Argentina: Third person arrested in VP assassination attempt

A banner depicting Argentina's Vice President Cristina Fernandez hangs from a government building early Friday, Sept. 2, 2022, hours after a person pointed a gun at her outside her home in Buenos Aires, Argentina. (AP Photo/Rodrigo Abd)
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Associated Press

BUENOS AIRES, Argentina (AP) — A third person has been arrested as part of the investigation into the assassination attempt on Argentine Vice President Cristina Fernández — a move that suggests the incident could have involved a network of people.

Agustina Díaz, who appears to have at least been a close friend of the girlfriend of the man accused of trying to shoot Fernández on Sept. 1, was detained Monday in the province of Buenos Aires, an official with the knowledge of the case confirmed to The Associated Press. They spoke on condition of anonymity because they were not authorized to speak on the investigation.

Fernando Sabag Montiel, a 35-year-old Brazilian citizen, was detained shortly after he pointed a handgun at Argentina’s vice president outside her home. He pulled the trigger twice, but the Bersa handgun failed to go off, though it was loaded with five bullets.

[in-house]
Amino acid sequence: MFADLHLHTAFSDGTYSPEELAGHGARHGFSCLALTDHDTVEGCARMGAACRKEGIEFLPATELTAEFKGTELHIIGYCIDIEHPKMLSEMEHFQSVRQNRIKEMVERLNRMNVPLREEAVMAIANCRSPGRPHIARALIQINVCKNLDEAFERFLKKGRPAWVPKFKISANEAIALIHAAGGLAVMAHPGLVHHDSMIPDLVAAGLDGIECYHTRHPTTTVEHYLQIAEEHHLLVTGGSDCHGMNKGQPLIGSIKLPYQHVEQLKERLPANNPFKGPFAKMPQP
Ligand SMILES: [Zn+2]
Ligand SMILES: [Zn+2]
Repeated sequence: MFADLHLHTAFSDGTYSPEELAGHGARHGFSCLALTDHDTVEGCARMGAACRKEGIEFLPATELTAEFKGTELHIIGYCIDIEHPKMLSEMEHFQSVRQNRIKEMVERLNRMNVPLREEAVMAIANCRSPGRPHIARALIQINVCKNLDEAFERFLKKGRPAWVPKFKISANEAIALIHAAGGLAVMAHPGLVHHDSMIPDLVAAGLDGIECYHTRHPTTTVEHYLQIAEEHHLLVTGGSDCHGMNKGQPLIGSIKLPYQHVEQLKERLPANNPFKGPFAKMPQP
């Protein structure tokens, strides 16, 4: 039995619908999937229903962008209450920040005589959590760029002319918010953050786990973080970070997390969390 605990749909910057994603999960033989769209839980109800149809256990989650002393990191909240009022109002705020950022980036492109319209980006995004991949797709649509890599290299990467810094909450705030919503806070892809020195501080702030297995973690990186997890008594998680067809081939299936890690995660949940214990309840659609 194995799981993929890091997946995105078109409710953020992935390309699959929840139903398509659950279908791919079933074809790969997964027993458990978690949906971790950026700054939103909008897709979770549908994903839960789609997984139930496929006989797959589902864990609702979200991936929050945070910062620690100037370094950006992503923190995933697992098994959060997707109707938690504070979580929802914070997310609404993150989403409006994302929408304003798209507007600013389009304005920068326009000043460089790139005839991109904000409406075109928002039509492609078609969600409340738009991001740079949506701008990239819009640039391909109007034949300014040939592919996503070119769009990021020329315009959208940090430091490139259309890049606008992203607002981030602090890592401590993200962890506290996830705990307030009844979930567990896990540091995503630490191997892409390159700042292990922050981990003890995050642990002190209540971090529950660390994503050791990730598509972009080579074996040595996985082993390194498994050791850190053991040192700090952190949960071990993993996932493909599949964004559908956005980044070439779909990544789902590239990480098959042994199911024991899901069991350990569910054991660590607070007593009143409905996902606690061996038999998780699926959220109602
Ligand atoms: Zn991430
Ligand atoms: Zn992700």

His girlfriend, Brenda Uliarte, a 23-year-old Argentine who reportedly was at the scene of the attempted shooting, was arrested three days later.

Uliarte and Sabag Montiel are both accused of trying to assassinate Fernández, the most important political figure in Argentina of the last 15 years. She was president for two terms from 2007 to 2015 and now has both ardent followers and detractors.

Uliarte had DĂ­az’s contact saved in her phone as “love of my life” and the two were in touch before and after the assassination attempt. DĂ­az reportedly helped DĂ­az escape the scene after the assassination attempt, according to the official.

“With what we’re learning until now, the role Brenda played becomes more relevant,” the official said.

Sabag Montiel has been living in Argentina since the 1990s. Photos posted to his now-inactive social networks appear to show he has tattoos with Nazi symbols on his arms and hands.

Judicial investigators are using security footage and cellphone communications to try to reconstruct what happened in the days before the attempted shooting and whether there were any suspicious people present around the vice president’s home on the days before the attack.

The streets surrounding the vice president’s home had been filled with supporters for days after a prosecutor requested a 12-year prison sentence, as well as a lifetime prohibition on holding public office, against Fernández due to alleged corruption involving public works during her administration.

Fernández has denied all charges and says she is the victim of a political persecution meant to get her out of public office.

Meanwhile, officials said Fernández also received a death threat through a call placed to the 911 emergency line.

The call was made from the city of La Plata, around 70 kilometers (45 miles) south of Buenos Aires, and “is being investigated,” Security Minister AnĂ­bal Fernández said.